White Phosphorus Report

This report seeks to close legal loopholes that allow the use of white phosphorous munitions in densely populated urban environments. Focused on documenting the indiscriminate effects this weapon often has on civilian populations, this work was submitted to the Israeli high court as part of a petition seeking to ban its use.

Explore the report here:


Michael Sfard and Emily Schaeffer
Yesh Gvul


Forensic Architecture, Chris Cobb-Smith





The main objectives of this report are to analyze the incendiary effects of the M825 white phosphorus projectile and to evaluate the civilian exposure that may be expected in such scenarios. Moreover, this visual study aims to incorporate a host of digital tools which have never been used in the context of human rights, while maintaining a suitable format for legal interpretation; revitalizing the nature of a human rights report.

This work was produced at the request of Attorneys Michael Sfard and Emily Schaeffer as part of a petition calling for the ban of all white phosphorus munitions presented in hearings before the Israeli High Court and the United Nations. Forensic Architecture and SITU Research were tasked with modeling the behavior of the M825A Air Burst White Phosphorus munition and quantifying its effects on densely populated urban environments.

Often used as a smoke screening or signaling device, in recent history white phosphorus has been commonly deployed in densely inhabited areas. When deployed in urban contexts, the munition is more likely cause severe chemical and thermal injuries to civilians, as well as the destruction and contamination of civilian property. In most cases, the damage done by this munition is the result of its incendiary qualities. Since it was adopted in 1980, the United Nations Convention on Certain Conventional Weapons (CCCW) Protocol III clearly restricts the use of incendiary weapons in circumstances where they are likely to cause harm to civilians.

In order to be governed by Protocol III, however, the law states that the weapon must "primarily designed" as an incendiary. Originally designed as a smoke screen, the incendiary effects of the M825A are considered “secondary,” and thus the use of white phosphorus munitions is not regarded as a war crime even when deployed in civilian neighborhoods—this despite their clear and indiscriminate proliferation of burning felt wedges. In an attempt to close this legal loophole, SITU collaborated with Goldsmiths University's Centre for Research Architecture to develop an effects based analysis (EBA) of the American made white phosphorous munition, the M825, used in densely populated urban areas by the United States Military in Fallujah in 2004, and by the Israeli Defense Forces in Gaza during 2009. While the ultimate goal of this work is to amend Protocol III, Attorneys Michael Sfard and Emily Schaeffer, along with the human rights organization Yesh Gvul, submitted the collaborative report to Israel’s High Court of Justice to advocate the prohibition of the weapon within the Israeli Defense Force. The report was presented at the United Nation’s office in Geneva, during an annual meeting of CCW (Convention on Certain Conventional Weapons) state parties.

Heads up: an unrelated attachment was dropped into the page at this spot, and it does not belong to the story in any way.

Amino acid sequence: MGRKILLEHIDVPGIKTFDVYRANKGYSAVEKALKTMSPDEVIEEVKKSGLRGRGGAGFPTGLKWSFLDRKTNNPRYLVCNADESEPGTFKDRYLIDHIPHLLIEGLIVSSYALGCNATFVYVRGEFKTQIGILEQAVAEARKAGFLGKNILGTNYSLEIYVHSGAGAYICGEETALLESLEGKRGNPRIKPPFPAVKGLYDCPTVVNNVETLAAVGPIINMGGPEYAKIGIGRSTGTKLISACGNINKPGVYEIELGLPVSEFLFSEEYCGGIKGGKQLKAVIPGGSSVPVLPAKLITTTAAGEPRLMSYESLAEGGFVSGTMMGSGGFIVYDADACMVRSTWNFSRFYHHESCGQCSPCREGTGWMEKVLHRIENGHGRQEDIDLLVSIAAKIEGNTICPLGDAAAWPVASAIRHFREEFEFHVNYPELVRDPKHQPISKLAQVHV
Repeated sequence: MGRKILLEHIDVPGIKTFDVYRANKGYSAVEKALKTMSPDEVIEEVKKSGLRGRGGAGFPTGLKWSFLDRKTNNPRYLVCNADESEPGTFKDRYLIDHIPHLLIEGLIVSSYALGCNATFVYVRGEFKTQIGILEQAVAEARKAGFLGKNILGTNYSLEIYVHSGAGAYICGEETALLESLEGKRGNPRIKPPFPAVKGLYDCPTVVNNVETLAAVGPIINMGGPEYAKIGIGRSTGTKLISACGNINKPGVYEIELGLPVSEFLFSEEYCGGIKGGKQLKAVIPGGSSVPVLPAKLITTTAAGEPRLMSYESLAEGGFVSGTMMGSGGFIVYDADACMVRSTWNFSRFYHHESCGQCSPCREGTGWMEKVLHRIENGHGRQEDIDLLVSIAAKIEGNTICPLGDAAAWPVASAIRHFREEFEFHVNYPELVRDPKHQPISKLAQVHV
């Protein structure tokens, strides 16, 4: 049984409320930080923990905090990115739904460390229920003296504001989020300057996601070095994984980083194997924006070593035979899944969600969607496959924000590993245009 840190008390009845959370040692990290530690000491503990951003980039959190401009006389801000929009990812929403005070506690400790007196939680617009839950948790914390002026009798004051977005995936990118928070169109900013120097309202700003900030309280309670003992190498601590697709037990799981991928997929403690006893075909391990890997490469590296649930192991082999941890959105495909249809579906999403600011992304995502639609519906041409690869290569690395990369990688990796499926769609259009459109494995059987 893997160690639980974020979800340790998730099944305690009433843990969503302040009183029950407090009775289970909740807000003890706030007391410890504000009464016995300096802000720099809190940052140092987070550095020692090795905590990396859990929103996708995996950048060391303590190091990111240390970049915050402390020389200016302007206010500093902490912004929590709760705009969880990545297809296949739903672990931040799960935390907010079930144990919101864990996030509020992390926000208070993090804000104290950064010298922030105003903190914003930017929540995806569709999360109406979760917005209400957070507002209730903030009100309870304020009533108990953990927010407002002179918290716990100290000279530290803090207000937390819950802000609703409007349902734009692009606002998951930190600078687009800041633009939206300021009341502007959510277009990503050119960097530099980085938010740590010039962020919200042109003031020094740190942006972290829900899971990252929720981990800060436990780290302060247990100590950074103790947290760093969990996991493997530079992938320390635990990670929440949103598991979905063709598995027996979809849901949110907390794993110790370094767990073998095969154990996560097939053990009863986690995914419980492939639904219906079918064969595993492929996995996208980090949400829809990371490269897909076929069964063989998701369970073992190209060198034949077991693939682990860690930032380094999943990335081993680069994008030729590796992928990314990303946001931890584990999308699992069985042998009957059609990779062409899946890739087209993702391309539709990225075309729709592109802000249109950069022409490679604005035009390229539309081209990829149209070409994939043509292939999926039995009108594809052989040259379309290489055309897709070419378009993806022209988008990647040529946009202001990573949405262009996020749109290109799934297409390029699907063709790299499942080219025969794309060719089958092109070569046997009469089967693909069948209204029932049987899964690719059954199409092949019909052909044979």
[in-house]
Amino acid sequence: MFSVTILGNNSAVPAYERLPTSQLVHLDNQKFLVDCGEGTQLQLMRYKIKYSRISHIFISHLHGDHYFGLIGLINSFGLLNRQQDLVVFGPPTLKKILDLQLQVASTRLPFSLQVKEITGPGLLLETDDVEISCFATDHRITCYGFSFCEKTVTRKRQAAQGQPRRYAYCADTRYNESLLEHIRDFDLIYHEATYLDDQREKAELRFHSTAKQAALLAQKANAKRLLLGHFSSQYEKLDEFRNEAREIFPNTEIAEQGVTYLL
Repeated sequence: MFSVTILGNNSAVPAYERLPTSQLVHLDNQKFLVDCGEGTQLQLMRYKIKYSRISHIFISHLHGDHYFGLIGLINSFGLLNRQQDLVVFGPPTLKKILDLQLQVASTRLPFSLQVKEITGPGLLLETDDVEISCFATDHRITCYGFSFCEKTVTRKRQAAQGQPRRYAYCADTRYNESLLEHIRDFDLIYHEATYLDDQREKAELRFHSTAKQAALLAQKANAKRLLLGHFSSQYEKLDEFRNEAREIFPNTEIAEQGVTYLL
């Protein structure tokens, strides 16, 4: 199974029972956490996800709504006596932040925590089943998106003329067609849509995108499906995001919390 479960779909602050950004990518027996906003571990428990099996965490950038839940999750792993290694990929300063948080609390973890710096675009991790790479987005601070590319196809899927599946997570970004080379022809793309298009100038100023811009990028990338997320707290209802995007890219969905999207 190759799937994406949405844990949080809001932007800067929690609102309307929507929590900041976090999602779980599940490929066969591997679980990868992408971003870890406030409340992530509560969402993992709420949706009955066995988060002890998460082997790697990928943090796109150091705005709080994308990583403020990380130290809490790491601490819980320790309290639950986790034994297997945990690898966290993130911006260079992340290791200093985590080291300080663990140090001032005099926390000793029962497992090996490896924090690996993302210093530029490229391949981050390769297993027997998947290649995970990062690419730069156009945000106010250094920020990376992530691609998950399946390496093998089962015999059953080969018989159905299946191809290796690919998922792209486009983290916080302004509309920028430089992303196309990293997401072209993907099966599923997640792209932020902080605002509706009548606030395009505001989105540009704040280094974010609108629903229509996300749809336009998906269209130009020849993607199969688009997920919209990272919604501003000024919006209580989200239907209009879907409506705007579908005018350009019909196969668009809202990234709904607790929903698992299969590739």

Central to this report is an understanding of the M825 munition. Depicted above, the weapon, typically fired from a 155mm howitzer, launches a single shell thousands of meters to its target destination. As it approaches its destination, at a height of between 100-200 meters above its target, the shell opens in two parts releasing the 116 white phosphorus soaked felt wedges contained inside. As soon as the wedges are exposed to oxygen they begin to burn at temperatures up to 1000˚F. Analyses of these airbursts are shown below.

There are three distinct ways the M825 munition can cause serious civilian harm—direct corporeal contact with the felt wedges, inhalation of the toxic smoke; and ignition of the targeted environment. To better understand these effects, the report samples from a plethora of civilian and news report footage of M825A airbursts. The team defined bursts by Height of Burst (HoB), opening angle, inclination of burst, and picture plane displacement as seen in the video below. Isolating and studying these parameters allowed the report to individually analyze the effects on coverage area within two common military categorizations of bursts, high angle and low angle fire.

Applying this knowledge of burst dynamics, the report goes on to evaluate and quantify the urban impact of a simulated M825A detonation in densely populated cities, other than Gaza, including Tel Aviv, Paris and New York, NY. These urban-scale impact simulations describe both the potential amounts and types of structures affected in each location.

To understand the weapon's impact at an architectural scale, SITU repeated 150 parametric simulations of detonations over the same 30,000 sq. meters in Jabalia, Gaza. These simulations model the 116 white phosphorus wedges that make up the M825’s payload, and estimate where each inextinguishable piece could land within a random distribution. Watch a video of one such simulation below.

As the report concludes, the coverage area of the munition can affect between 50–300 persons in urban areas, and up to 1000 people in specifically dense areas, such as New York City. Because the distribution of the M825’s 116 white phosphorus wedges is indiscriminate, any person or property located within the coverage area must be considered at risk. Click here to view the interactive summary.